Wigan pupils buying illegal high drugs online

School-aged Wigan youngsters are risking their lives by obtaining illegal highs on the internet.

Thursday, 29th September 2016, 2:30 pm
Updated Wednesday, 5th October 2016, 2:18 pm

Police say they are concerned that children can easily obtain these unregulated substances which could do them serious harm.

Wigan town centre businesses and witnesses have reported seeing teenagers as young as 14 clearly under the influence of some kind of drugs.

And while some have suggested that they have taken cocaine, police say it is far likelier that they have taken what until recently were known as legal highs because they are relatively cheap and can be bought online. Although now outlawed in the UK with many “head shops” closing or banning their sale on the high street, they are still simple to get hold of online.

Sign up to our daily newsletter

The i newsletter cut through the noise

Wigan’s divisional chief inspector Glenn Jones said that quite a lot of reports of erratic behaviour among children is coming through from school-based police officers.

One local headteacher today admitted that his high school had had problems with legal highs, one episode ending in the exclusion of a pupil who was selling the then legal but still dangerous substances to classmates.

The Wigan Observer was initially contacted by a town centre businessman, who did not wish to be identified, highlighting the problem.

He said: “It really is quite frightening. I have seen youngsters in the town centre on a Friday or Saturday night and they are completely out of it.

“It’s not liquor, it’s got to be some kind of illegal substance like cocaine. Some of the youngsters I’ve seen are in their very early teens indeed and you wonder where they are getting this stuff from.

“There must be medical dangers.”

Chief Insp Jones said: “I am not aware of any particular cocaine problems involving minors in Wigan. For people so young to take cocaine is quite a ‘step up’ and the expense would probably be a prohibitive factor too.

“However there have been issues with illegal highs. I am not saying Wigan has a particularly bad problem any more than any other major towns or cities but there have been cases and that’s because these substances are relatively cheap and can be obtained on the internet.”

He said that there had also been problems in the region with a form of lighter fluid found in condensed gas bottles. Inhalation by breaking the seal starves the brain of oxygen and can produce a form of high found from auto-asphyxiation. It is also extremely dangerous and can lead to people collapsing and even choking on their tongue.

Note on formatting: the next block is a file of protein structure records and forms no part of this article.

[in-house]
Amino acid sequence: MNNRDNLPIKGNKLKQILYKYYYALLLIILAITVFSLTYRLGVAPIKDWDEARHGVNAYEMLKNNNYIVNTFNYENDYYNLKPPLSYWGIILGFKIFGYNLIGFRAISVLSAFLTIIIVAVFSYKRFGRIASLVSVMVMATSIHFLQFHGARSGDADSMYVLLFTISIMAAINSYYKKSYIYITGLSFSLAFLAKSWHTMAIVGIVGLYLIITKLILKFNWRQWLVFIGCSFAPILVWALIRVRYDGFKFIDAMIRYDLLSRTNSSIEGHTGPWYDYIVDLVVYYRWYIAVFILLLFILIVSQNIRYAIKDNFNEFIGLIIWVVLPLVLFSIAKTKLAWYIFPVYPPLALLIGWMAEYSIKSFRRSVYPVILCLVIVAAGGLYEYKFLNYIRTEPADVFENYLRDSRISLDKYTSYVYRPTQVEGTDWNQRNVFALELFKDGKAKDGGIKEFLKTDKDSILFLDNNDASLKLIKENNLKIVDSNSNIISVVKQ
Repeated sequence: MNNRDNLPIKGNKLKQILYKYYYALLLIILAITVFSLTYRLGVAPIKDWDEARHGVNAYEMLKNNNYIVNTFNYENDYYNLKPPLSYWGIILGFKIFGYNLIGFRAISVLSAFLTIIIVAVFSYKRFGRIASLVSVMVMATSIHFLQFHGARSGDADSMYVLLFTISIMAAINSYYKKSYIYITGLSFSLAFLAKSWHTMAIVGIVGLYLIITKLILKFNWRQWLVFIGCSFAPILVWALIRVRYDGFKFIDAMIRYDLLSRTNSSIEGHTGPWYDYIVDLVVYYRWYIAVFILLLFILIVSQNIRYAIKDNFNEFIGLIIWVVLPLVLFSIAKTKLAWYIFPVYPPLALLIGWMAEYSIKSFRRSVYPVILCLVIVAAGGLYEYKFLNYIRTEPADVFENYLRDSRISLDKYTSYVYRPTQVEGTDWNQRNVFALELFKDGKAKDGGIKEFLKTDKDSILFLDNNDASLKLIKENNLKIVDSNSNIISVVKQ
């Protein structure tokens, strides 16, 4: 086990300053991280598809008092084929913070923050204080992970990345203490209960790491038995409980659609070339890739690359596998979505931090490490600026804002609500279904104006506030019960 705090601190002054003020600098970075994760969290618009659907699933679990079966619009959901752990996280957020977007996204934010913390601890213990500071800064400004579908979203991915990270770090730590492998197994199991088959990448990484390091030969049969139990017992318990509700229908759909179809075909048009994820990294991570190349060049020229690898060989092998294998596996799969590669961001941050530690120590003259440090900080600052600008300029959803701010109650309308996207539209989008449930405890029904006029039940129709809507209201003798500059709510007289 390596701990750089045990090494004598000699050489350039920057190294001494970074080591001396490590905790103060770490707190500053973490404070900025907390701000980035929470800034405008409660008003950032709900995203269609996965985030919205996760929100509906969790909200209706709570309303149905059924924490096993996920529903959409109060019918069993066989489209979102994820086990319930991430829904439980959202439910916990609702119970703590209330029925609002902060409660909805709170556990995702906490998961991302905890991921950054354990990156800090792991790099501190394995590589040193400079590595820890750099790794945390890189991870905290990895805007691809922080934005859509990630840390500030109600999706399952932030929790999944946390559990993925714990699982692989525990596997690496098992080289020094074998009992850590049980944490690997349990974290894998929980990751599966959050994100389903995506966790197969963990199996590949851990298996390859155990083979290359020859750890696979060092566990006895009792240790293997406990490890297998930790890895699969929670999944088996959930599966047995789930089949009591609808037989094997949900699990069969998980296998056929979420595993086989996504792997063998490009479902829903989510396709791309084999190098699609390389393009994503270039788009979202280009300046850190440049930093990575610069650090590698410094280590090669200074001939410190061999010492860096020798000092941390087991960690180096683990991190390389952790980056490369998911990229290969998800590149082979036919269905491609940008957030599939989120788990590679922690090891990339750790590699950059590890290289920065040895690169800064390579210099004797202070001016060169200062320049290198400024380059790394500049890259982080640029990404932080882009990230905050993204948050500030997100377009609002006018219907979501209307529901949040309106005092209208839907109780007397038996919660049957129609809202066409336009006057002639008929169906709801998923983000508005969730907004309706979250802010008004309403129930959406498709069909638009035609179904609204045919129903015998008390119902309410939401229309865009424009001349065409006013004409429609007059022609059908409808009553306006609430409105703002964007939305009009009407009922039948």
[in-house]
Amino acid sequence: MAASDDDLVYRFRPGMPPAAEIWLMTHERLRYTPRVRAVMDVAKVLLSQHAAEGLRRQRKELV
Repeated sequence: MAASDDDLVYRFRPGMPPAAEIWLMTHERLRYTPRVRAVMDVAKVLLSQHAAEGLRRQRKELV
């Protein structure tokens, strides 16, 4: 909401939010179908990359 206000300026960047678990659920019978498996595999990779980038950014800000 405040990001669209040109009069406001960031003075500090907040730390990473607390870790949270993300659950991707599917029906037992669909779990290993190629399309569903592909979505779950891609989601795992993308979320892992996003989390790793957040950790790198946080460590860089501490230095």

Mr Jones said that while co-opted onto policing the Parklife festival in Manchester they caught a man trying to climb over a fence with a case containing 500 of these canisters which he had intended to sell to revellers.

He said: “Our partnership team is working with the local authority and trading standards on such matters. Since the change in legislation the use of these once legal substances has not been as prevalent but there is still internet availability.

“They have also been an issue in schools in the past but we have school-based officers and an education programme in place. The officers pick up intelligence that children are using illegal highs but fortnuately there have not been any critical incidents lately - which is when we most often become alerted to the issue.”

Statistics on how wide a problem with “novel psychoactive substances” there is in the borough are hard to come by. At present figures for youngsters presenting at Wigan A&E with signs of substance abuse do not break down the types of drugs they have taken.

The borough headteacher said that he was pleased to say that there had not been any issues of late.

But he added: “These substances have been an issue before. A couple of years ago one lad was buying these then legal highs off the internet and sharing them with his little group of friends. That was causing a problem.

“It was causing lateness because they were doing it on the way to school and it also made them irritable and restless so they could not concentrate in class for long periods. This then disrupted lessons for other pupils.

“In the end the boy was excluded and went to a pupil referral unit. We did involve the school-based officer and the local police too.”

The head said that everyone in the school system had to be aware of such problems arising again.

He added: “If you see any of the pupils behaving strangely then you report it to the pastoral teams and it can be picked up quickly.

“We all need to know the signs and symptoms so that a problem with these substances can be picked up on at an early stage.”